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    uh.edu/disp_textbook.cfm?smtID=2&psid=3452>. "Al Capone on Alcatraz." Al Capone on Alcatraz. N.p., n.d. Web. 12 Apr. 2014. . "Woman Flying Atlantic." The Guardian. Guardian News and Media, 21 May 1932. Web. 12 Apr. 2014. . Lessing, Lawrence. "Edwin H. Armstrong (American inventor)." Encyclopedia Britannica Online. Encyclopedia Britannica, n.d. Web. 15 Apr. 2014. . "John Steinbeck - Biographical." John Steinbeck - Biographical. N.p., n.d. Web. 15 Apr. 2014. . "Japan invades Manchuria." : 1931. N.p.

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    The Evolution of Communication

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    The Evolution of Communication Since the earliest of years, communication has been an important part of life. The term communication is defined as a means to give or interchange thoughts, feelings, information, or the like, by writing, speaking, gesturing, etcetera ( Stein, 298). Communication allows humans and other life-forms to interact with each other and transfer important information. The information transferred could be comprised of anything from a nearby food source to the discovery of

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    Lee de Forest and David Sarnoff. Perhaps I had once learned about them in school, though more than likely they have been the subject of jokes on an episode of The Simpsons or South Park. It was the name Edwin Howard Armstrong that I had never heard of. It amazes me that so many brilliant inventors could be lost in the shuffle of history, overshadowed by people with far less talent and worthiness. Their bitter battles over power and patents remind me greatly of

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    radio and subsequent revolution it caused forever changed the ways in which we interact with each other. Up until the invention of the radio, Americans were isolated in their homes and communities and news spread relatively slowly. In the words of Howard Smith, “Radio had converted America from being isolationist to internationalistic,” in more ways than one (Keith, 12). Homes were no longer quiet: they were now filled with the sounds of radio plays, sports games, music, talk shows, and much more

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    Empire of the Air: Invention of the Radio

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    1901, when he managed to broadcast the letter “S” across the Atlantic Ocean (1). However, he focused primarily on point-to-point transmissions, not large scale broadcasts from one point (F). As such, three American inventors - Lee De Forest, Edwin Howard Armstrong, and David Sarnoff - took credit for making radio as it is today a success (F). De Forest was born and raised in Alabama and he thought of everything in terms of patents and eventually held more than 300, but many claimed that he simply stole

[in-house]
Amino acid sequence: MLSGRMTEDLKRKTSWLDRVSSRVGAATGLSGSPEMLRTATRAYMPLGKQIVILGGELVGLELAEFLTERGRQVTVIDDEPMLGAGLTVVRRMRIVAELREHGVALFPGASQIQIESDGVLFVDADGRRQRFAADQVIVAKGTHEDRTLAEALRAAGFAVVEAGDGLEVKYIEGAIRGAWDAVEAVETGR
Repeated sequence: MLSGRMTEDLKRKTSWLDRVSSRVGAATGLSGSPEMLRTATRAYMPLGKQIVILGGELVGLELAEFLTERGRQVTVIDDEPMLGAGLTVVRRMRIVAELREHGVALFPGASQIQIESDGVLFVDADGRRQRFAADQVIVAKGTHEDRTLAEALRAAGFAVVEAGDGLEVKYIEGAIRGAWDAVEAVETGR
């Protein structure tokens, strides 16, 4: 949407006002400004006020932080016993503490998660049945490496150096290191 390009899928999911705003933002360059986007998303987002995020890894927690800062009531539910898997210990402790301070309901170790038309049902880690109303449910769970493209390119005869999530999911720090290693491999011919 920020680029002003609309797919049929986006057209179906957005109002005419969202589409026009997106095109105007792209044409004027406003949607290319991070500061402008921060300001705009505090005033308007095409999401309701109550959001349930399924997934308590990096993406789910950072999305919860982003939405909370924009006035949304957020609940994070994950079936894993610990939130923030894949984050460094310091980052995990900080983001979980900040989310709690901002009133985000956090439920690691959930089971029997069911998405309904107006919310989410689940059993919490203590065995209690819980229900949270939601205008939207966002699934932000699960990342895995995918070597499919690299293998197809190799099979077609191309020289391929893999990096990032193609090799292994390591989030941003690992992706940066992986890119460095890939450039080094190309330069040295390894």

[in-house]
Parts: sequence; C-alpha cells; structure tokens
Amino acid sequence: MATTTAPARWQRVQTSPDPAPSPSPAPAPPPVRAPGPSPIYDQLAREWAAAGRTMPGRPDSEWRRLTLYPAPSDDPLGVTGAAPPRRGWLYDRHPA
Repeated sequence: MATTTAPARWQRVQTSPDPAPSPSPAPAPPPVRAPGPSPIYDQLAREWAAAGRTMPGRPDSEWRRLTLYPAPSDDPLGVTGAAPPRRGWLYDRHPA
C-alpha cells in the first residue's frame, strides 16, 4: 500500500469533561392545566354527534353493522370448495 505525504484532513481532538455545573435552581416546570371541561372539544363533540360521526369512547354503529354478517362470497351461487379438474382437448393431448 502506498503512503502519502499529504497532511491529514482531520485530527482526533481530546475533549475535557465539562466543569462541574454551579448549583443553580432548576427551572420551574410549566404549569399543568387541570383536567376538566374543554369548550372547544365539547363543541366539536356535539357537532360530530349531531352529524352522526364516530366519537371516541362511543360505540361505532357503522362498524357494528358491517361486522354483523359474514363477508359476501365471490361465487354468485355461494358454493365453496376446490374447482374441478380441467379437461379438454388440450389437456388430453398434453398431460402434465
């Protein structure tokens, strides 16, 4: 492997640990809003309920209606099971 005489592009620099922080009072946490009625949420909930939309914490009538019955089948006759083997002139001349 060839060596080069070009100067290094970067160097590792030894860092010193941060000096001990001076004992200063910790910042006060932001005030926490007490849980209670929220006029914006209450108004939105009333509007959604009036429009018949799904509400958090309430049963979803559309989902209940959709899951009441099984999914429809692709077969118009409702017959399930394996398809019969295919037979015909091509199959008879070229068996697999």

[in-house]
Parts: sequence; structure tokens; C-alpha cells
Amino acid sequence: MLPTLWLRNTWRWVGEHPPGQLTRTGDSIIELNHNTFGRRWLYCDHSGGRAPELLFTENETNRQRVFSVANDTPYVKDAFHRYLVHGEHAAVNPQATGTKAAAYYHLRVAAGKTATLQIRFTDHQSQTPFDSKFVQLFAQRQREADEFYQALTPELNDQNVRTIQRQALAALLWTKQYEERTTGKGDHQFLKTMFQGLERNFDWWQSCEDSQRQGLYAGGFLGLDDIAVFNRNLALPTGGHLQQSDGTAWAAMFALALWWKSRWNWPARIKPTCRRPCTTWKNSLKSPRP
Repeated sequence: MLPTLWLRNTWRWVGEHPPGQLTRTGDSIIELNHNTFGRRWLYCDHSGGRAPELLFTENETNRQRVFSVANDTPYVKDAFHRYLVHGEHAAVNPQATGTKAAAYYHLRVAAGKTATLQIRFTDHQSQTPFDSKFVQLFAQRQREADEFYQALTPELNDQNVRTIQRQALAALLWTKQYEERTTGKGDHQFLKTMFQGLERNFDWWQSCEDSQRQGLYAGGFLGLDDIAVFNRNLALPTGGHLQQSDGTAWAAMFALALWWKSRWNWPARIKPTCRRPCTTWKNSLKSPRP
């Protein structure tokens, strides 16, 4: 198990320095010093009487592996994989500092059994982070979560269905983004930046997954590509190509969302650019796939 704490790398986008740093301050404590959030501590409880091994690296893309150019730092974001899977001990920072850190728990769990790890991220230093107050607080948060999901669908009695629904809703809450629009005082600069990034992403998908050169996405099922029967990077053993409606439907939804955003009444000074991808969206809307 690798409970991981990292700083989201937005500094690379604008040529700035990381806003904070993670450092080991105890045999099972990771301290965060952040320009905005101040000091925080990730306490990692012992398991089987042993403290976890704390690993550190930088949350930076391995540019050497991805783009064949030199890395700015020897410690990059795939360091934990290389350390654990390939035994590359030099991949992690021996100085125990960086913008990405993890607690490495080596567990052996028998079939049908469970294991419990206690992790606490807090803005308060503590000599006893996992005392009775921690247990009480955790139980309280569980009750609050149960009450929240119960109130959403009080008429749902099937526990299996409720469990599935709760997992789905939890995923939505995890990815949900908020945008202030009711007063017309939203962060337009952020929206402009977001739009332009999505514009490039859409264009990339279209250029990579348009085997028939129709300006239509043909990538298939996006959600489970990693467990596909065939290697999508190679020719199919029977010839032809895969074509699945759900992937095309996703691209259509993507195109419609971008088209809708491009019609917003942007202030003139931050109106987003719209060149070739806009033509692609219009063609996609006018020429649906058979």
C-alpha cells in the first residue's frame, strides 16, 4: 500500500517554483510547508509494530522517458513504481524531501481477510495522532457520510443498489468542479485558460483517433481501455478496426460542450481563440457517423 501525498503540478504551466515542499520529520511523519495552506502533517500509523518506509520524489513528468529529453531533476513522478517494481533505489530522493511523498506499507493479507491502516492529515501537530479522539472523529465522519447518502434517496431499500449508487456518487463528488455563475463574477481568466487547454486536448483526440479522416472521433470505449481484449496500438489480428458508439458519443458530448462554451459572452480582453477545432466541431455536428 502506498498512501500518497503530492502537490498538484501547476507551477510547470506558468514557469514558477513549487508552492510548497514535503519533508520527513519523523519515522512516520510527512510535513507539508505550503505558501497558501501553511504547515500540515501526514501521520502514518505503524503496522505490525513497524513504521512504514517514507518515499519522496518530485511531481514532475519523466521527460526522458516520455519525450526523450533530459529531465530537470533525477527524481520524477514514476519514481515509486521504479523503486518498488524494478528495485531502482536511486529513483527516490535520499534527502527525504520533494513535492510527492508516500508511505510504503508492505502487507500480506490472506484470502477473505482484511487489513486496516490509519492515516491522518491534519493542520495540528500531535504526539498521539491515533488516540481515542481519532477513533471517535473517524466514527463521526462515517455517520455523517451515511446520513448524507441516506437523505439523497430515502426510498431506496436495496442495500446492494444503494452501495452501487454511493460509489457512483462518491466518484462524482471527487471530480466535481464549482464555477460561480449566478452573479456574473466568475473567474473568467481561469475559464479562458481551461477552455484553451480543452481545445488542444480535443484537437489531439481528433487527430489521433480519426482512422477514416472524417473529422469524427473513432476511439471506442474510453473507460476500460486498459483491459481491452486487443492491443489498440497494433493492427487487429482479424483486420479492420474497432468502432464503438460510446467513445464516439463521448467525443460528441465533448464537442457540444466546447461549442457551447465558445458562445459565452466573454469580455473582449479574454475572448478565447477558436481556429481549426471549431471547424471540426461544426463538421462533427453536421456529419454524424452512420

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    The Growth of Radio

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    Introduction Over the course of the next two essays we will explore and analyze growth of radio as it matured over the years in addition to what could’ve happened differently had radio been developed during the poverty of the Depression era rather than the wealthy atmosphere of the 1920s. 1. Discuss the evolution of radio from the 1940’S to the present, reflecting on significant changes. During World War II, radio was a key lifeline of information for the masses. Listeners from audiences around

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    tyler

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    There are lots of things I always wanted to do when I was a kid. But when I got older I realized I couldn’t do some of those things. But now since I’ve got older I finally decided what I would love to do. I would love to become a radio broadcaster. It all started freshmen year I decided to do debate. I looked down the sheet and I asked my teacher what I could do. He replied, “Why don’t you do radio?” So I wrote radio and I went to the competition. It was my first radio performance in debate all

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